To protect yourself and your baby from harmful bacteria such as E. coli, Salmonella and Listeria, “don’t eat raw or undercooked meat, poultry, seafood or eggs, and don’t eat leftover food that has been sitting out for more than two hours,” says Gidus
To stay safe, also avoid these foods during your pregnancy.
Table Of Contents
- 1 Top 10 Foods To Avoid During Pregnancy And Why
Top 10 Foods To Avoid During Pregnancy And Why
Here are a list of food a pregnant shouldn’t eat and why :
Undercooked or undone meat
A pregnant woman should avoid undercooked meat, especially sausages or minced meat. Be careful to cook them thoroughly so there’s no trace of pink or blood. Although the risk is low, you may also prefer to avoid raw cured meat, such as Parma ham, chorizo, pepperoni and salami. It’s safest to eat well-cooked meat when you’re pregnant.
Why? There is a risk of toxoplasmosis, a tiny parasite that lives in raw meat, soil and cat poo and can harm the baby.
Unpasteurised milk and dairy products
All milk sold in shops, supermarkets and restaurants in the UK is pasteurised and fine to drink. If you are a farmer or use farmers’ markets, however, you might come across unpasteurised milk and products made from it. You should avoid these. This also applies to goat’s milk and sheep’s milk. If you only have access to unpasteurised milk, boil it before using.
Why? There is an increased risk of toxoplasmosis, listeriosis and Campylobacter.
Liver and other foods containing vitamin A
Avoid liver and liver products, such as liver pâté and liver sausage. It’s not safe to take multivitamins containing vitamin A or fish liver oils, such as cod liver oil. Also steer clear of any foods that have vitamin A added (they may say ‘fortified with vitamin A’).
Why? Liver has high levels of vitamin A, and too much of this can harm your baby.
Avoid all types of pâté, including vegetable pâté.
Why? They may contain listeria. These are bacteria that can cause an infection called listeriosis. Listeriosis can harm a baby during pregnancy or cause severe illness in a newborn. Liver pate can also have high levels of vitamin A, which is harmful to the baby.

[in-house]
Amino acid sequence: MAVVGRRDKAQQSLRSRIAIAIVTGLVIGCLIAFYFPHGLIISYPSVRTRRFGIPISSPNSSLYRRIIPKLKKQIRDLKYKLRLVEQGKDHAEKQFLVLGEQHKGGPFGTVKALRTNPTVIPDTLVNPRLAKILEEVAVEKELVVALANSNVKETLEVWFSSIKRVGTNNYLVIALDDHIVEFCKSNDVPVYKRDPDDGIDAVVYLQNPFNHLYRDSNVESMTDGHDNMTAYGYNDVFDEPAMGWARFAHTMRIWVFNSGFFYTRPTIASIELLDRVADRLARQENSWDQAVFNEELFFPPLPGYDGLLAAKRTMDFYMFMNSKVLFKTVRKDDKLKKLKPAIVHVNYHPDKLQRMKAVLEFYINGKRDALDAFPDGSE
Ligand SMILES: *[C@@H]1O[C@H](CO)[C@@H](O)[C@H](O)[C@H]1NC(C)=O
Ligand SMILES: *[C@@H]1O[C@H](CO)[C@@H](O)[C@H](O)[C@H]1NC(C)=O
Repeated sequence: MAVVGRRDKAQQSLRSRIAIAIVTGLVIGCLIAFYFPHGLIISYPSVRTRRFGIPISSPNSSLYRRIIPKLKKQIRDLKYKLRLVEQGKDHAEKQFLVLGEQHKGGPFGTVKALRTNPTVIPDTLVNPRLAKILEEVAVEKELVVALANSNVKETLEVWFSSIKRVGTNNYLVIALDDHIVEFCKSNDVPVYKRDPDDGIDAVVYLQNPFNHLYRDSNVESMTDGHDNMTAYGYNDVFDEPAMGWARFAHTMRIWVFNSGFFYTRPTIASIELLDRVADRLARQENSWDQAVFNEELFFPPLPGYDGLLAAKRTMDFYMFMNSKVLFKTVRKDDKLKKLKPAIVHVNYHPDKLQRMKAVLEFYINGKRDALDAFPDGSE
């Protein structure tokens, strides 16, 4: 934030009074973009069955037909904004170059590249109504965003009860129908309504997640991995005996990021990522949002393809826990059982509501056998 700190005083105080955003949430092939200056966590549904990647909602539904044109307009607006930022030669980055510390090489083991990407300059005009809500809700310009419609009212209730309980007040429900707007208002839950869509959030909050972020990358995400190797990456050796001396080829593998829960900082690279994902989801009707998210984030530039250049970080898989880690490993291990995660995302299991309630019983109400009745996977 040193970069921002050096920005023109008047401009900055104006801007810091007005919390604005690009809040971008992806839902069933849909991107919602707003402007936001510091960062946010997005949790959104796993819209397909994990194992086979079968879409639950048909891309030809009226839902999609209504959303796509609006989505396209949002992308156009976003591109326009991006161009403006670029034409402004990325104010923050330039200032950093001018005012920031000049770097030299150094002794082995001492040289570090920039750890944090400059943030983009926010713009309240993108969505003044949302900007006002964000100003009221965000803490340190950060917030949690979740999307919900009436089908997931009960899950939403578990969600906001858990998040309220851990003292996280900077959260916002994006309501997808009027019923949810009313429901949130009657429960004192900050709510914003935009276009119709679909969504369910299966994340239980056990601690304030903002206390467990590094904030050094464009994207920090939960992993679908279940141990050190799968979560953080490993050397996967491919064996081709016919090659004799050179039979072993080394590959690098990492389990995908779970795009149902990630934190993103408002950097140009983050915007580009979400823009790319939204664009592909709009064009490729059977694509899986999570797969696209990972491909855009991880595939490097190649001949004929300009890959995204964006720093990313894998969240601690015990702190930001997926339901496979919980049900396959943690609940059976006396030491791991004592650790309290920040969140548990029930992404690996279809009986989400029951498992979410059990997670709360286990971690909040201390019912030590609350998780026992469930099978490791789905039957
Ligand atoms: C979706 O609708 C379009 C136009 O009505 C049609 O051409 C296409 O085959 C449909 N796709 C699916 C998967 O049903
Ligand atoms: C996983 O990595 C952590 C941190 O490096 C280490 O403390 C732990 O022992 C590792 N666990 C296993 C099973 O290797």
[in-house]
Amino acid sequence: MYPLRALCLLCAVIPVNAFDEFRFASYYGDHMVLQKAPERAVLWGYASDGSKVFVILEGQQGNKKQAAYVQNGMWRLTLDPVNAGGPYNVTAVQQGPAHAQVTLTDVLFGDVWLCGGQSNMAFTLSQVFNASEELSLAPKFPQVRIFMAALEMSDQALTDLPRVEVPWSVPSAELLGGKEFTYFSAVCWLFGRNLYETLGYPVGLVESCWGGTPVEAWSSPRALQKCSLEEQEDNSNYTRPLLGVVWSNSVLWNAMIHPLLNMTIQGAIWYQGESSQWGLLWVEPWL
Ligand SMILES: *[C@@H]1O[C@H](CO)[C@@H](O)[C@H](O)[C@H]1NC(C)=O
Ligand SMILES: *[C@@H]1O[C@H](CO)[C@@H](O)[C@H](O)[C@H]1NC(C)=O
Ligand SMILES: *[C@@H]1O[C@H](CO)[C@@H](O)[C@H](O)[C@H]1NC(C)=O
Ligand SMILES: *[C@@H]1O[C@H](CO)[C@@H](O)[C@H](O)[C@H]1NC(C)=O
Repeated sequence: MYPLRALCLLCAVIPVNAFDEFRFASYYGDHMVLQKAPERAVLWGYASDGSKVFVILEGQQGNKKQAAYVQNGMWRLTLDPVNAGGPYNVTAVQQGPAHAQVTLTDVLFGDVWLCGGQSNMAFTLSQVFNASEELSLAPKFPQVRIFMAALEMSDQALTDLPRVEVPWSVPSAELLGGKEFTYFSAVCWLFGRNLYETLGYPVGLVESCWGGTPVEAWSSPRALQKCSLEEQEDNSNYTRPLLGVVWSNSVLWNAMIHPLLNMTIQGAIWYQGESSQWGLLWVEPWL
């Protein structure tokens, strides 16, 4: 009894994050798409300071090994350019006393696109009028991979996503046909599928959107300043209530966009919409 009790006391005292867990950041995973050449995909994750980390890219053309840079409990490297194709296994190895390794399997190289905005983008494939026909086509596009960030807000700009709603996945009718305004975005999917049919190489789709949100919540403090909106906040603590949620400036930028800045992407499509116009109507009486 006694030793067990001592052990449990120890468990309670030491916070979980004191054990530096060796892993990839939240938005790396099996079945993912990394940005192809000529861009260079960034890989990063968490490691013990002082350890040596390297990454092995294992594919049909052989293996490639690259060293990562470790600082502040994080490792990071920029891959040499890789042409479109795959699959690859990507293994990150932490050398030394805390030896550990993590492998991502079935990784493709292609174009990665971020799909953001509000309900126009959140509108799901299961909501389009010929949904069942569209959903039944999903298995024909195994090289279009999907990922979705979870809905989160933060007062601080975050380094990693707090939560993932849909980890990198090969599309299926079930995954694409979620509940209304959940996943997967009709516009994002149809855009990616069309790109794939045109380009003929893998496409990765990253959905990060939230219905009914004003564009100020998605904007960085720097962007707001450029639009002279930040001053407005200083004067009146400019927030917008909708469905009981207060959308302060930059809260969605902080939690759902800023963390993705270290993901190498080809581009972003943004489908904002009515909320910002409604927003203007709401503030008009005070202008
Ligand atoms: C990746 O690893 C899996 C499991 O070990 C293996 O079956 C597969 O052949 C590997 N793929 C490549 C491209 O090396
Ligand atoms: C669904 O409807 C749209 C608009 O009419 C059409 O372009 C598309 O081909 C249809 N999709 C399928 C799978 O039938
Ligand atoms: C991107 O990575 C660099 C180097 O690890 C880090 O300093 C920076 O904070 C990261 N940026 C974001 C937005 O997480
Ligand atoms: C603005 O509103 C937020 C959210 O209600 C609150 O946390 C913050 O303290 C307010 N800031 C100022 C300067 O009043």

Avoid: mould-ripened soft cheeses, such as brie, camembert and others with a similar rind, including goats’ cheese
soft blue-veined cheeses, such as Danish blue, gorgonzola and Roquefort.
Why? There’s a risk that these cheeses could contain listeria.
Undercooked ready meals
It’s important to follow the cooking instructions on the pack of any ready meals you eat. Also, check that the meal is piping hot all the way through before you eat it. This is especially important for meals containing poultry, such as chicken or turkey.
Why? There’s a risk that these could contain listeria.
Raw eggs or undercooked eggs
It’s important that any eggs you eat are cooked until the yolks and whites are solid all the way through. Using eggs in cooked recipes is safe but avoid foods that have raw egg in them, such as homemade mayonnaise or mousse.
Why? There’s a risk of salmonella, a common cause of food poisoning that can harm the baby and make you very unwell.
Certain kinds of fish
Fish is good for you and you should aim to eat at least two portions a week, including one portion of oily fish, such as fresh tuna, mackerel or sardines. However, there are some types of fish you should avoid and some you should limit:
Avoid shark, swordfish and marlin as they have high levels of mercury, which could affect your baby’s nervous system.
Limit tuna to no more than two fresh steaks or four medium cans of tinned tuna a week because it also has high levels of mercury.
Limit oily fish (salmon, mackerel, sardines, trout, herring, pilchards) to no more than two portions a week as they contain pollutants.
Avoid eating raw shellfish, such as oysters, as they may give you food poisoning. (Cooked shellfish are fine – these include cold pre-cooked prawns.)
It’s safest to avoid alcohol completely during pregnancy, especially in the first three months. If you do choose to drink after that, keep it to a maximum of one or two units, no more than once or twice a week.
Why? Alcohol can harm you and your baby, and experts cannot be sure that any amount of alcohol is safe.
tea and coffee
You should limit your caffeine intake to no more than 200mg a day during your pregnancy.
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